Art Schnurple – Skip the Clouds and Get to the Fucking (3″ CD-R, Pigdurt Productions)

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Art Schnurple’s 3″ title is taken from a line in a George Carlin book. Contextually, it’s used as a means of speeding up the process of reading – forget about the ominous setting and the get to the heart of the action, or, in Carlin’s eloquent words, the “fucking.” And Art Schnurple’s noise takes plenty of cues from this sound advice; the lack of an introduction to sound, the forceful enveloping of the listener in a noise that requires no previous build. Skip the Clouds and Get to the Fucking also tends to use this phraseology in the structure of the noise: cut-up collages of sounds pushed together, requiring no lead-in but just there as a sort of tour de force.

The idea behind Art Schnurple’s sound is a sort of schizophrenia of ideas melded together, rarely sticking with one succinct base or grounding point. “Karma Crank” and “Sunshine Up Your Ass” cement this theme, two longer tracks sandwiching the short “Apocalypse Nipples” in place. These two tracks are hard to summarize except for the fact that they’re both a combination of heavily manipulated electronic pieces often fused with samples that create a systematic collage. They’re not as aimless as I may have made them out to be, often sticking with a finite pitch or soundwave, but they often wander variably throughout the process. “Karma Crank” tends to fuse higher pitched waverings with fuzzy static backdrops, and “Sunshine Up Your Ass” more tinny and vibrato sounds – yet they somehow resist classification with the tinkerings of Art Schnurple, a consistently labyrinthine sound that twists and turns.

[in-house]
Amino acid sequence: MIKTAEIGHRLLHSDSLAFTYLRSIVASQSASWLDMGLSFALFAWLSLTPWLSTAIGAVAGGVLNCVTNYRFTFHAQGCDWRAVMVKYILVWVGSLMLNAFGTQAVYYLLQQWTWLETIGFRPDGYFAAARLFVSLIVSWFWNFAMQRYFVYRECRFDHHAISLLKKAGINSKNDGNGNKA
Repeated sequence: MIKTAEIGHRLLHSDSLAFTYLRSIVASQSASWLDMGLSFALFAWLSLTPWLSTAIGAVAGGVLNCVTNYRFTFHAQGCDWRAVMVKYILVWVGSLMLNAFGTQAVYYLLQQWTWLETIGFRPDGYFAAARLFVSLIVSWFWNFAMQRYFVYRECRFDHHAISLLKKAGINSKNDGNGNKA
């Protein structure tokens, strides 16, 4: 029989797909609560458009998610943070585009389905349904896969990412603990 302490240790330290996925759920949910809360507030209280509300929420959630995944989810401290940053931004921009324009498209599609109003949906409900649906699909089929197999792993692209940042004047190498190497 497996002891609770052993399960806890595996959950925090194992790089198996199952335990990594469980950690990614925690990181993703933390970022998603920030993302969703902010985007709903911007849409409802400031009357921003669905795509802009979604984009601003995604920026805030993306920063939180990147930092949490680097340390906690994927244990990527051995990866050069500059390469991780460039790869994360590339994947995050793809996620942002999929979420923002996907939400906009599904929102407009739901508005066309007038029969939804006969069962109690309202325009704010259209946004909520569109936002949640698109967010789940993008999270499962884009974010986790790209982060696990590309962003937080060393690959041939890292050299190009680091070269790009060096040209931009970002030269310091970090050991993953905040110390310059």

“Apocalypse Nipples” has a different sort of tone, a sample-like collage that establishes an interesting structure with rhythmic loops of bass and guiro that are often interrupted by abrasive noise crunch. It’s a different sort of sound, but one I really enjoyed; it works well between the two bookends of electronics, and the rhythm of the guiro gives a good cadence that Art Schnurple can manipulate in the collage.

Though I’m not a huge fan of the more chaotic alterations harsh noise allows, Art Schnurple pairs sounds together in interesting collages which leave more listens a plus; picking out how each aspect of the track compliments the other is engaging, and sometimes feels like both an exercise in critical analysis and maybe a fruitless endeavor, as though the tracks are also representative of defying logic.

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